It isn’t complicated. We know what the standards are. Love God; love others. The Creed outlines our belief. The Bible delivers some of Jesus’ messages rather bluntly: “Go and make disciples of all nations, baptizing them in the name of the Father and of the Son and of the Holy Spirit” (Mt 28:19); “Whoever denies me before others, I will deny before my heavenly Father” (Mt 10:33); “You therefore must be perfect, as your heavenly Father is perfect” (Mt 5:48).
It’s in the follow-through where everything falls apart, where it does indeed get complicated. Trinitarian formula at baptism? Ok, easy enough. Not denying the faith under persecution? A gut-wrenching situation where I don’t know if I’d do the right thing. Be perfect? Impossible. Why would Jesus set up standards we can’t possibly meet? Humans are imperfect, and this is an imperfect world. Isn’t it unjust to demand perfection from us?
Good news! God knows we’ll fail, and he offers us salvation anyway. It’s the Gospel that we all know: Jesus came for us men and our salvation. God loves us unconditionally. Our sins are washed away. We receive salvation by grace not merits.
And that’s all true, and it is good news indeed. But it’s not the whole story. Christianity is not a Doctor Who Christmas special; not everyone gets saved. The Bible says otherwise: “Many are called but few are chosen” (Mt 22:14); “Narrow is the gate and difficult is the way which leads to life, and there are few who find it” (Mt 7:14); “Not everyone who says to me, ‘Lord, Lord,’ will enter the kingdom of heaven” (Mt 7:21).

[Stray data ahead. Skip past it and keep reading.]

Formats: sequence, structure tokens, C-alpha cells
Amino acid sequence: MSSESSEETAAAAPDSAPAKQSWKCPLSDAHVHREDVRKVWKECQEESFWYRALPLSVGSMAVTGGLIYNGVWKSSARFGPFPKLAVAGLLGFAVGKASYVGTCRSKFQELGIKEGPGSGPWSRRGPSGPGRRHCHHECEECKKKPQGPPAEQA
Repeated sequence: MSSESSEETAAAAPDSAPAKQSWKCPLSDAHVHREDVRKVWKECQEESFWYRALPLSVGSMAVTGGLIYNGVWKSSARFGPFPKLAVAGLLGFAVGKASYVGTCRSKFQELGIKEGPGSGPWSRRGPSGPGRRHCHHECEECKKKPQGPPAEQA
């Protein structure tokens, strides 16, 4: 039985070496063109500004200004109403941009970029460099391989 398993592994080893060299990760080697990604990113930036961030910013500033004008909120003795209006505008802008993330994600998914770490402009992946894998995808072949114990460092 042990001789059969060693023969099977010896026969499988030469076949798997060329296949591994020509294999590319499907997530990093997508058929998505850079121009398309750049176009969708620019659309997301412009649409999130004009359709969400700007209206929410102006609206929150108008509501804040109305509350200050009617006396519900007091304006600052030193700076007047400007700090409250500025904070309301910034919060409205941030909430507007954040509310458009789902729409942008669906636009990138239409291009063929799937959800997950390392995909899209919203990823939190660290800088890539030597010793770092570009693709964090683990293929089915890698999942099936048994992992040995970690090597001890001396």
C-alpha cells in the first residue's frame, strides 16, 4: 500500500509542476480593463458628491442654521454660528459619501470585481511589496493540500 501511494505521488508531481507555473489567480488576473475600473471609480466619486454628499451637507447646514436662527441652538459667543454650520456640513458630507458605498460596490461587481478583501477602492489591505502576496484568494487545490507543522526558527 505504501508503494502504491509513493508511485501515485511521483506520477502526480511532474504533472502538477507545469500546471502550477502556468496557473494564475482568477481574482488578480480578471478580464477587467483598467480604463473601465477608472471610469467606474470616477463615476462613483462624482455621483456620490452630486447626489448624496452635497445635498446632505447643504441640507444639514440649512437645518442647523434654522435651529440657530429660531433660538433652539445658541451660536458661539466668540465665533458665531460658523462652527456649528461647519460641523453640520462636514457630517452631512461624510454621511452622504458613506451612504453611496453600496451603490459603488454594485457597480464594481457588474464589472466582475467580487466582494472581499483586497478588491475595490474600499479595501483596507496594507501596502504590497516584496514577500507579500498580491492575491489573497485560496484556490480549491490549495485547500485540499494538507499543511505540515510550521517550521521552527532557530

The road to hell is paved with good intentions. We fall into traps of imperfect philosophies or reasonable justifications. We convince ourselves that the ends justify the means. We lean on the notion that God will forgive any and all imperfections and therefore indulge in our messy, imperfect world.
But counting on God’s forgiveness is presumption. God gave us standards. We are held to perfection because God is perfect. Assuming “God will understand” or “He’d never condemn a good person” is shaping God to be who we want, not what we have seen him revealed to be. We want God’s mercy to fit into our created understandings of “good” and “bad.” And, being in the imperfect world, we can get those wrong. God does love us. He does forgive us. But he also calls us to be perfect, to suffer, to let the chaff separate from the wheat. His love is unconditional; our salvation is not.
Perfection is unattainable. Sometimes it even seems unknowable, but that doesn’t change the fact that we are called to it. We do not get to dictate the rules of the universe. There are rules and standards and expectations. They are there to guide us and form us and help us grow toward holiness. They are how we come to know God and how we align our wills to his. In growing closer to him, we grow to understand the rules and the need for the rules more clearly. Order in a chaotic world is a lifeline. It can keep us from drowning in our own desires and idols and confusion. My Western individualism rankles at submission, but in the end, I have no purpose other than bow to my creator. To follow his standards. To love God; to love others. To go and make disciples. To proclaim the Gospel. To be perfect.